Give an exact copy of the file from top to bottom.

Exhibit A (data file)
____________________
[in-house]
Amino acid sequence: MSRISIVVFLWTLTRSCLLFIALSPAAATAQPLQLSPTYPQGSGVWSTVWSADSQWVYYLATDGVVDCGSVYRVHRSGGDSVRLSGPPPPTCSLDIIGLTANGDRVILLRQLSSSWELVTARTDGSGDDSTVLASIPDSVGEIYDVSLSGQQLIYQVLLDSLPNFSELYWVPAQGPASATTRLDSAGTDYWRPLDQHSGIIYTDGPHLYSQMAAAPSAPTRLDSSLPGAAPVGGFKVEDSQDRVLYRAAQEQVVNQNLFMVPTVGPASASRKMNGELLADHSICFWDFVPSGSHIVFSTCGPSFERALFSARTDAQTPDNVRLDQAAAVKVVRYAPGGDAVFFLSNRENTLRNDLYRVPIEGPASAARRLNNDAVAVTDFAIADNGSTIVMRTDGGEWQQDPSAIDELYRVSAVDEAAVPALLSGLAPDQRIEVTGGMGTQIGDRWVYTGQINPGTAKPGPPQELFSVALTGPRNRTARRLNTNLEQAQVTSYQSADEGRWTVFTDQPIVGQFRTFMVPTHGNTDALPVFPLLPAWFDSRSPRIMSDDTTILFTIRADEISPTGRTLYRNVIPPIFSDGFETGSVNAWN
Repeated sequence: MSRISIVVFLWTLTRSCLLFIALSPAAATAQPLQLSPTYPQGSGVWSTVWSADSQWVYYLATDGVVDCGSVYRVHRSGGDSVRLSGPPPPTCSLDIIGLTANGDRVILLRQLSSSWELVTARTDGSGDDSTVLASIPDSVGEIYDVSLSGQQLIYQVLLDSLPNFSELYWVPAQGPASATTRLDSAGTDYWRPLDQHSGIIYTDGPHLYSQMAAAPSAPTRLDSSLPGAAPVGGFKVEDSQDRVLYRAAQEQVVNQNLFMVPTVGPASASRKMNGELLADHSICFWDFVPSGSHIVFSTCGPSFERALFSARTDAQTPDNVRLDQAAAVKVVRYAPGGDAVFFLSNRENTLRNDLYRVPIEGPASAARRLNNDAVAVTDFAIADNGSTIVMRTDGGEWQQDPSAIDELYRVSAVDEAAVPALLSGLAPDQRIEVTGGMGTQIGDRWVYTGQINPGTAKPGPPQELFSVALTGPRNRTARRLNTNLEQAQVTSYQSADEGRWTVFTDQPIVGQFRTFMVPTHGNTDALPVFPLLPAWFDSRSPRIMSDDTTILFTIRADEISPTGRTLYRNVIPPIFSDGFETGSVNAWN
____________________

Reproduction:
[in-house]
Amino acid sequence: MSRISIVVFLWTLTRSCLLFIALSPAAATAQPLQLSPTYPQGSGVWSTVWSADSQWVYYLATDGVVDCGSVYRVHRSGGDSVRLSGPPPPTCSLDIIGLTANGDRVILLRQLSSSWELVTARTDGSGDDSTVLASIPDSVGEIYDVSLSGQQLIYQVLLDSLPNFSELYWVPAQGPASATTRLDSAGTDYWRPLDQHSGIIYTDGPHLYSQMAAAPSAPTRLDSSLPGAAPVGGFKVEDSQDRVLYRAAQEQVVNQNLFMVPTVGPASASRKMNGELLADHSICFWDFVPSGSHIVFSTCGPSFERALFSARTDAQTPDNVRLDQAAAVKVVRYAPGGDAVFFLSNRENTLRNDLYRVPIEGPASAARRLNNDAVAVTDFAIADNGSTIVMRTDGGEWQQDPSAIDELYRVSAVDEAAVPALLSGLAPDQRIEVTGGMGTQIGDRWVYTGQINPGTAKPGPPQELFSVALTGPRNRTARRLNTNLEQAQVTSYQSADEGRWTVFTDQPIVGQFRTFMVPTHGNTDALPVFPLLPAWFDSRSPRIMSDDTTILFTIRADEISPTGRTLYRNVIPPIFSDGFETGSVNAWN
Repeated sequence: MSRISIVVFLWTLTRSCLLFIALSPAAATAQPLQLSPTYPQGSGVWSTVWSADSQWVYYLATDGVVDCGSVYRVHRSGGDSVRLSGPPPPTCSLDIIGLTANGDRVILLRQLSSSWELVTARTDGSGDDSTVLASIPDSVGEIYDVSLSGQQLIYQVLLDSLPNFSELYWVPAQGPASATTRLDSAGTDYWRPLDQHSGIIYTDGPHLYSQMAAAPSAPTRLDSSLPGAAPVGGFKVEDSQDRVLYRAAQEQVVNQNLFMVPTVGPASASRKMNGELLADHSICFWDFVPSGSHIVFSTCGPSFERALFSARTDAQTPDNVRLDQAAAVKVVRYAPGGDAVFFLSNRENTLRNDLYRVPIEGPASAARRLNNDAVAVTDFAIADNGSTIVMRTDGGEWQQDPSAIDELYRVSAVDEAAVPALLSGLAPDQRIEVTGGMGTQIGDRWVYTGQINPGTAKPGPPQELFSVALTGPRNRTARRLNTNLEQAQVTSYQSADEGRWTVFTDQPIVGQFRTFMVPTHGNTDALPVFPLLPAWFDSRSPRIMSDDTTILFTIRADEISPTGRTLYRNVIPPIFSDGFETGSVNAWN